George Mason University

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Study says failure should always be an option

September 12, 2017   /   by Damian Cristodero

Matt Cronin

If Matt Cronin, associate professor of management at George Mason University, could give CEOs a piece of advice, he would tell them that, sometimes, failure is good.

There is no success, he would say, without failure.

“Failure is the first attempt in learning,” Cronin said in his George Mason office. “A project or product that is very influential is sometimes decades in the making with a lot of mess-ups.”

In short, he said, people should have permission to fail.

That is the conclusion of a study called “Cultivating the Confidence Cycle.” Cronin was part of the research team for the project, which was presented at the 2017 World Economic Forum in Davos, Switzerland.

The two-year study, in which workers from companies in the United States, Brazil and South Africa were tracked, was developed and run by a team that included Cronin and Georgetown University professors Catherine Tinsley and Jason Schloetzer. It was funded and executed by a large multinational company.

It found that when an organization’s culture shifted workers’ beliefs about failure—making it OK to fail—employees, on average, were 30 percent more confident and made similar gains in performance.

Confident workers also are optimistic about the future, more likely to be innovative at work, and more likely to overcome workplace challenges, the study said.

That confidence comes from feeling that an organization will let its employees fail and learn, Cronin said. Such learning leads to innovation and can create new practices that outperform the current best practices.

“Best practices assumes we already know the best way to do something, and it leaves no room to try and fail,” he said. “Anytime you think about getting beyond where you can get by just following the rules, you are likely to be wrong. You either say, ‘I was wrong, I failed, the end,’ or ‘What did I do incorrectly there? What should I change?’”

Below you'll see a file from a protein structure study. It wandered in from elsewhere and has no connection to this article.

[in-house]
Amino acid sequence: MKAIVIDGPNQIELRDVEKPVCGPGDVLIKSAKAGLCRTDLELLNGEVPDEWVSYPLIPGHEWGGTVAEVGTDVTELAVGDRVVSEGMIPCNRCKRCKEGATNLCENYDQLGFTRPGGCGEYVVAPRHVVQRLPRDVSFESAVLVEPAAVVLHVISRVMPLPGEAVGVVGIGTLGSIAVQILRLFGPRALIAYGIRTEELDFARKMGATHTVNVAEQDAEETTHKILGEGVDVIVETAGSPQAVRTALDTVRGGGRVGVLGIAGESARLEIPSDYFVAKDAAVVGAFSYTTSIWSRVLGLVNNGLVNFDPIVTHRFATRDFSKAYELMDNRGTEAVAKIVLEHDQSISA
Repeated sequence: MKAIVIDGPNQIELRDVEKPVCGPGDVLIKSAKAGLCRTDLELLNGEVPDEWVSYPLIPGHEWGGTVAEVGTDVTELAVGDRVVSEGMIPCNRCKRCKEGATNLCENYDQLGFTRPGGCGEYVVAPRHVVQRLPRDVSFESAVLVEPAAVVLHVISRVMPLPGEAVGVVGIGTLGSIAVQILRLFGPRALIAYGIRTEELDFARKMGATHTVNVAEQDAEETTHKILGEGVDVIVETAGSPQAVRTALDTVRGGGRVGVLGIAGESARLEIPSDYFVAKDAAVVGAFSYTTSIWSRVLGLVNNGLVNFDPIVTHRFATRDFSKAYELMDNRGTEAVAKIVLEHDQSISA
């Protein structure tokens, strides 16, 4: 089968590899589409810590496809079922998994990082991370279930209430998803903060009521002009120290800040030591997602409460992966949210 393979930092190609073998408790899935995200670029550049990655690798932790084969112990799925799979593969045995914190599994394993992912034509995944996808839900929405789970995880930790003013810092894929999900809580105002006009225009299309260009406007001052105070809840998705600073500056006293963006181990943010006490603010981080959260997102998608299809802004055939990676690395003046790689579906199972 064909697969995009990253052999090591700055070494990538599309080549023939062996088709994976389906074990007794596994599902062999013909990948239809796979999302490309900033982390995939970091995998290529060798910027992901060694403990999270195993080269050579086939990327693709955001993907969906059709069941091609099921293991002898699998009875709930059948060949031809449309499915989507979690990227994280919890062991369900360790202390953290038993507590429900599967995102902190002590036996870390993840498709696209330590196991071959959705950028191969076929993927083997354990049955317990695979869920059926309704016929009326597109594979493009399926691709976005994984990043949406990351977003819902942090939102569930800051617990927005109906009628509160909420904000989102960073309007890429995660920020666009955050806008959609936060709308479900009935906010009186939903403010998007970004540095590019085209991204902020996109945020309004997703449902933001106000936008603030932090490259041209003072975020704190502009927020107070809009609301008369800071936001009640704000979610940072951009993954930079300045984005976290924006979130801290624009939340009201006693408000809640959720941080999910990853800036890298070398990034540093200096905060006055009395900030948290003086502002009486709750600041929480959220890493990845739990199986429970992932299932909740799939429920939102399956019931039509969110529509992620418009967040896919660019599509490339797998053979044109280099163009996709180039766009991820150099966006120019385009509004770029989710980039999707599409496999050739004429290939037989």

That positive thinking must start at the top, Cronin said.

Consider the field experiment in which groups of salespeople from a large company were shown a video, ostensibly from their company, with a positive, reinforcing message.

“Setbacks, bumps and failures are a normal part of everyone’s journey,” the message said. “In fact, these obstacles are future successes in disguise. Failures are a launching pad, which inspires us to think creatively and positively.”

Those who received the message had, on average, 22 percent higher sales, than those who did not, said the report, which attributed the gains to what the video reinforced about the organization’s culture.

“It’s absolutely about the culture of a company,” Cronin said. “You can’t just have a good manager, and it can’t be just lip service. It has to be something you believe to give people freedom.”

Which brings us back to that message Cronin would like to deliver to those CEOs.

“People need to feel their effort is appreciated while it’s in progress, not just after it happens,” Cronin said. “It has to be baked into the culture.”